* EPIC-Potsdam: The European Prospective Investigation into Cancer and Nutrition (EPIC) Potsdam Study is a prospective cohort study. Between 1994 and 1998, 27,548 women and men between the ages of 35 and 65 were recruited. The EPIC Potsdam Study is part of one of the largest long-term studies in the world with a total of around 521,000 study participants from ten European countries. The aim of the study is to investigate the effect of nutrition on the development of cancer and other chronic diseases.

** In this study, the following microvascular complications were investigated: newly occurring retinopathies, blindness due to retinopathies, neuropathies, nephropathies or renal replacement therapies. Macrovascular complications encompassed heart attack or stroke after diabetes diagnosis.

Original publication:
Birukov, A. et al: Opposing associations of NT-proBNP with risks of diabetes and diabetes-related complications. Diabetes Care 2020 Aug, DOI: https://doi.org/10.2337/dc20-0553

Scientific Contact:
Prof. Dr. Matthias Schulze
German Institute of Human Nutrition Potsdam-Rehbrücke (DIfE)
Arthur-Scheunert-Allee 114-116
D-14558 Nuthetal
Phone: +49 (0)33200 88-2433

Anna Birukov
German Institute of Human Nutrition Potsdam-Rehbrücke (DIfE)
Arthur-Scheunert-Allee 114-116
D-14558 Nuthetal
Phone: +49 (0)33200 88 2431
E-Mail: Anna.Birukov(at)dife.de

German Institute of Human Nutrition Potsdam-Rehbrücke (DIfE)
DIfE is a member of the Leibniz Association. It researches the causes of nutrition-related diseases in order to develop new strategies for prevention, therapy and nutritional recommendations. Its research focuses on the causes and consequences of the metabolic syndrome, a combination of obesity (obesity), hypertension (high blood pressure), insulin resistance and fat metabolism disorder, the role of nutrition in healthy aging, and the biological basis of food selection and dietary behavior. DIfE is also a partner of the German Center for Diabetes Research (DZD), which has been funded by the Federal Ministry of Education and research (BMBF) since 2009. www.dife.de/en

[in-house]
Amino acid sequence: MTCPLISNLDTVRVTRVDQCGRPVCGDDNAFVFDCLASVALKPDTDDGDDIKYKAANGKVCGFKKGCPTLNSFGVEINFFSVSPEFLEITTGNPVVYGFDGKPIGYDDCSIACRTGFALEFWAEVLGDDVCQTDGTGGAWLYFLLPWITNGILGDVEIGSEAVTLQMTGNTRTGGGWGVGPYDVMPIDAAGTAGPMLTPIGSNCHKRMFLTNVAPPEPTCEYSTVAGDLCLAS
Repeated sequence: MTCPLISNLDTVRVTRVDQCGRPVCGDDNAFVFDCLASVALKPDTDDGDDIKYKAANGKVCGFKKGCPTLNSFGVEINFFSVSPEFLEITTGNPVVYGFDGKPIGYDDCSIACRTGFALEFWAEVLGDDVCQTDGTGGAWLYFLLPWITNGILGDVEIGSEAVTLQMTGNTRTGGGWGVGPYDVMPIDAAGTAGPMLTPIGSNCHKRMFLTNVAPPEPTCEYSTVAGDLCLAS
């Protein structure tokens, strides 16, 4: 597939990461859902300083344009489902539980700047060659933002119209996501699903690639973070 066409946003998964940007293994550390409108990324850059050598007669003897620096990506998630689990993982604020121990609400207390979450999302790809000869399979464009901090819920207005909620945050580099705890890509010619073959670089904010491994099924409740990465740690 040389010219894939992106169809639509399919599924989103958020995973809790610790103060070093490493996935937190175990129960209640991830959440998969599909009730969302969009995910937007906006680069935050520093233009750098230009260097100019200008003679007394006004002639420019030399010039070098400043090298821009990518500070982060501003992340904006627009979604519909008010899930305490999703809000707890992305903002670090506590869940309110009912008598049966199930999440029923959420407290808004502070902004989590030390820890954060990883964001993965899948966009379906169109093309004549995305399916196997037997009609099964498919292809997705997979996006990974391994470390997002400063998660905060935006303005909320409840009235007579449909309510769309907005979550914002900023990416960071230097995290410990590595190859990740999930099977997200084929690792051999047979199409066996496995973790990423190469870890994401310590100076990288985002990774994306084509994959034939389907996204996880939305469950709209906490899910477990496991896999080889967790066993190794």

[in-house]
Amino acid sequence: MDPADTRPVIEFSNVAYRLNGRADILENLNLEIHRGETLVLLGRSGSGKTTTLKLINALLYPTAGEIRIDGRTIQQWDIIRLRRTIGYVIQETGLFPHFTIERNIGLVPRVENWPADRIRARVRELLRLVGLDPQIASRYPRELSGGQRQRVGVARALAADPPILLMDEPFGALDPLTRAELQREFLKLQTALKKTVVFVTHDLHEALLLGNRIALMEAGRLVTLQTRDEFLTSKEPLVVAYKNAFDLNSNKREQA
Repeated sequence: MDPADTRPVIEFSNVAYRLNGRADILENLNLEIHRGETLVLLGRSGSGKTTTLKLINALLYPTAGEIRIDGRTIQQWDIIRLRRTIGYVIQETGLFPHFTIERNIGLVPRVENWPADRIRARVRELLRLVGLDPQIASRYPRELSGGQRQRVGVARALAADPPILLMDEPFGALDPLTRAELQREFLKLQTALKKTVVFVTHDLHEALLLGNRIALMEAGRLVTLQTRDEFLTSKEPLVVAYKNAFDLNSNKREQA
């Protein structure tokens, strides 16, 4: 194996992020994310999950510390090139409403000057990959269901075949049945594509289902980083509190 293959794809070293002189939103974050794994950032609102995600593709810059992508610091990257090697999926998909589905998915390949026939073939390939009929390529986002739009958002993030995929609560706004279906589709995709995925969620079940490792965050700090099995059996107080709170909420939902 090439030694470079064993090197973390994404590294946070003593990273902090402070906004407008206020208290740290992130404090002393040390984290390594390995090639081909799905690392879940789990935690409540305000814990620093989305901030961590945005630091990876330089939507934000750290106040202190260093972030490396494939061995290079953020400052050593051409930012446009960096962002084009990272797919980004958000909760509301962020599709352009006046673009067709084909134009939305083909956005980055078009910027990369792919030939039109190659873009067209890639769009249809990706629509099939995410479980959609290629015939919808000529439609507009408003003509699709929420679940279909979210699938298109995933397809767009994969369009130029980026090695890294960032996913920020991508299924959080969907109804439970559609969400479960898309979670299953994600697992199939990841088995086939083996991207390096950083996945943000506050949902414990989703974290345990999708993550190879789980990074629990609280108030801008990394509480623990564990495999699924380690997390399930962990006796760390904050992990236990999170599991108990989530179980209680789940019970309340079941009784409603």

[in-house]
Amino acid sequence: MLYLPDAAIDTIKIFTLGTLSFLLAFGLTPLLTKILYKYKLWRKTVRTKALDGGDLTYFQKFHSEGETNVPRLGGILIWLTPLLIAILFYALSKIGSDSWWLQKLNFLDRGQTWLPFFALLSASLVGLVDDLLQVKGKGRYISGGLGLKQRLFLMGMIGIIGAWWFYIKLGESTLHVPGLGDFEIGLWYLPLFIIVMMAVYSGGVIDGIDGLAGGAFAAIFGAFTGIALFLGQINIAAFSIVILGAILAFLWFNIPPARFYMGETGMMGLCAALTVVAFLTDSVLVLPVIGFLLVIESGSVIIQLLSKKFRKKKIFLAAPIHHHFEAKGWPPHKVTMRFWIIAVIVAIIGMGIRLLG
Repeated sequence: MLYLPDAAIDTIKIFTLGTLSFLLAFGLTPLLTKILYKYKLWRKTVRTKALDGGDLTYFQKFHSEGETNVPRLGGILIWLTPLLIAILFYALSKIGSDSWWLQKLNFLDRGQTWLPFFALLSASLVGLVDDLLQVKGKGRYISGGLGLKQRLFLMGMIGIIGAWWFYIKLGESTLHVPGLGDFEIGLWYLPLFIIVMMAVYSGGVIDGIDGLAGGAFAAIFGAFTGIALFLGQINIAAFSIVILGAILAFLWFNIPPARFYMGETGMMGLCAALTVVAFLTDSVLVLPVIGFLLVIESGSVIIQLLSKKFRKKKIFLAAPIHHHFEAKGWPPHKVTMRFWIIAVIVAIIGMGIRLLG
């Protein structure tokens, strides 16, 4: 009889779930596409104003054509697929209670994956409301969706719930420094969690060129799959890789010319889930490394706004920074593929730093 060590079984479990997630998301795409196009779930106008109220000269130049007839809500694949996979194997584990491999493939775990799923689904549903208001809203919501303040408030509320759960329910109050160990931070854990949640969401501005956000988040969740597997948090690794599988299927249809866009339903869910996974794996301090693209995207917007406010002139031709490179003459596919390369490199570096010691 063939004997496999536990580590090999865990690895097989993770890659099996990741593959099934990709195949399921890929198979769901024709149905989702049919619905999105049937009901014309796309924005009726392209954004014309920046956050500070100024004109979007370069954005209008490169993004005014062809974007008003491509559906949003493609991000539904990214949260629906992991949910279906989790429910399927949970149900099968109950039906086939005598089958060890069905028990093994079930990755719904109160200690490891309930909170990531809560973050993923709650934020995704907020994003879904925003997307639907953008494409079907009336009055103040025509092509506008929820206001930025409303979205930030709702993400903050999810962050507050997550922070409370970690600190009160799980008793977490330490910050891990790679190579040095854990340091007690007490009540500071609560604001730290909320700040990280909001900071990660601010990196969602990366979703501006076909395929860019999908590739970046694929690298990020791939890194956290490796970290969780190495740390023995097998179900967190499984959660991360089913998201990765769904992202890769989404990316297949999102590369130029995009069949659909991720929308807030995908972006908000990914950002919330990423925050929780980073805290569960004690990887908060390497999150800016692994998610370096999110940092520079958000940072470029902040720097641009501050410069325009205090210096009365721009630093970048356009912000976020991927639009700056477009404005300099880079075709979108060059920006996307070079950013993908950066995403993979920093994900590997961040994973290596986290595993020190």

German Center for Diabetes Research (DZD)
The German Center for Diabetes Research (DZD) is one of six German Centers for Health Research. It brings together experts in the field of diabetes research and combines basic research, epidemiology and clinical application. By adopting an innovative, integrative approach to research, the DZD aims to make a substantial contribution to the successful, personalized prevention, diagnosis and treatment of diabetes mellitus. The members of the association are Helmholtz Zentrum München - German Research Center for Environmental Health, the German Diabetes Center (DDZ) in Düsseldorf, the German Institute of Human Nutrition (DIfE) in Potsdam-Rehbrücke, the Institute of Diabetes Research and Metabolic Diseases of Helmholtz Zentrum München at the University of Tübingen, and the Paul Langerhans Institute Dresden of Helmholtz Zentrum München at the University Medical Center Carl Gustav Carus of TU Dresden, associated partners at the universities in Heidelberg, Cologne, Leipzig, Lübeck and Munich, and other project partners. www.dzd-ev.de/en

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Birgit Niesing